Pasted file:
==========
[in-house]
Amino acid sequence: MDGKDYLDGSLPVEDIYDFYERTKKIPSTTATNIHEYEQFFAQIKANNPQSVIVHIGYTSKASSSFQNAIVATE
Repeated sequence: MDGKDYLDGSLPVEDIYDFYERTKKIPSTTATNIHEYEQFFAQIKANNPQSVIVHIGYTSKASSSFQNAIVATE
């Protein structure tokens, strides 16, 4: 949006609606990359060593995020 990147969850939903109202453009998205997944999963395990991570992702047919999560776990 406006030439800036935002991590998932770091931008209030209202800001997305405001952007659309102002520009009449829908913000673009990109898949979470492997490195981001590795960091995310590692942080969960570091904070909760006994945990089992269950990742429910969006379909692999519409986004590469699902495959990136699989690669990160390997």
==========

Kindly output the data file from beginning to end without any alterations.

[in-house]
Amino acid sequence: MDGKDYLDGSLPVEDIYDFYERTKKIPSTTATNIHEYEQFFAQIKANNPQSVIVHIGYTSKASSSFQNAIVATE
Repeated sequence: MDGKDYLDGSLPVEDIYDFYERTKKIPSTTATNIHEYEQFFAQIKANNPQSVIVHIGYTSKASSSFQNAIVATE
């Protein structure tokens, strides 16, 4: 949006609606990359060593995020 990147969850939903109202453009998205997944999963395990991570992702047919999560776990 406006030439800036935002991590998932770091931008209030209202800001997305405001952007659309102002520009009449829908913000673009990109898949979470492997490195981001590795960091995310590692942080969960570091904070909760006994945990089992269950990742429910969006379909692999519409986004590469699902495959990136699989690669990160390997």